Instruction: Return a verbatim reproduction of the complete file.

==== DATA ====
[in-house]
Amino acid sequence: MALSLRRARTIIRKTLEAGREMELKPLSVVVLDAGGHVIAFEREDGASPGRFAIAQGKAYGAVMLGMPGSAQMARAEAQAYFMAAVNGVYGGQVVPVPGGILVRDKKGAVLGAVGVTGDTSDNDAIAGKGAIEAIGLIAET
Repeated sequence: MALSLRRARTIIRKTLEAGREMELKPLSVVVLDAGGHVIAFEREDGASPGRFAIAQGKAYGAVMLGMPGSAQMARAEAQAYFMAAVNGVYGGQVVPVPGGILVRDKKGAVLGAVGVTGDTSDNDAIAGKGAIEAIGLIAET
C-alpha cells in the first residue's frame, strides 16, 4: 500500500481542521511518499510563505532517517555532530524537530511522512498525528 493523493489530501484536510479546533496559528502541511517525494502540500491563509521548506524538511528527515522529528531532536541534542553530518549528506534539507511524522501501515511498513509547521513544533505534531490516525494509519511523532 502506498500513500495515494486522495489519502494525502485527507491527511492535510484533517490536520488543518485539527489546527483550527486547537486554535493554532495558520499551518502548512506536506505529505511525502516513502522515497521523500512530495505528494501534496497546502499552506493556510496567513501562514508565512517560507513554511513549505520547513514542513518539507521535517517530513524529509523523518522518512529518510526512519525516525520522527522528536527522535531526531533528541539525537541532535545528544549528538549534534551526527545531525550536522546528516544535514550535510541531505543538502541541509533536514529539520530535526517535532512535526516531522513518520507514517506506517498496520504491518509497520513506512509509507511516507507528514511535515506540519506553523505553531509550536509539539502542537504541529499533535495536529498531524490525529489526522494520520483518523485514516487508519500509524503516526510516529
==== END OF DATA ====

[in-house]
Amino acid sequence: MALSLRRARTIIRKTLEAGREMELKPLSVVVLDAGGHVIAFEREDGASPGRFAIAQGKAYGAVMLGMPGSAQMARAEAQAYFMAAVNGVYGGQVVPVPGGILVRDKKGAVLGAVGVTGDTSDNDAIAGKGAIEAIGLIAET
Repeated sequence: MALSLRRARTIIRKTLEAGREMELKPLSVVVLDAGGHVIAFEREDGASPGRFAIAQGKAYGAVMLGMPGSAQMARAEAQAYFMAAVNGVYGGQVVPVPGGILVRDKKGAVLGAVGVTGDTSDNDAIAGKGAIEAIGLIAET
C-alpha cells in the first residue's frame, strides 16, 4: 500500500481542521511518499510563505532517517555532530524537530511522512498525528 493523493489530501484536510479546533496559528502541511517525494502540500491563509521548506524538511528527515522529528531532536541534542553530518549528506534539507511524522501501515511498513509547521513544533505534531490516525494509519511523532 502506498500513500495515494486522495489519502494525502485527507491527511492535510484533517490536520488543518485539527489546527483550527486547537486554535493554532495558520499551518502548512506536506505529505511525502516513502522515497521523500512530495505528494501534496497546502499552506493556510496567513501562514508565512517560507513554511513549505520547513514542513518539507521535517517530513524529509523523518522518512529518510526512519525516525520522527522528536527522535531526531533528541539525537541532535545528544549528538549534534551526527545531525550536522546528516544535514550535510541531505543538502541541509533536514529539520530535526517535532512535526516531522513518520507514517506506517498496520504491518509497520513506512509509507511516507507528514511535515506540519506553523505553531509550536509539539502542537504541529499533535495536529498531524490525529489526522494520520483518523485514516487508519500509524503516526510516529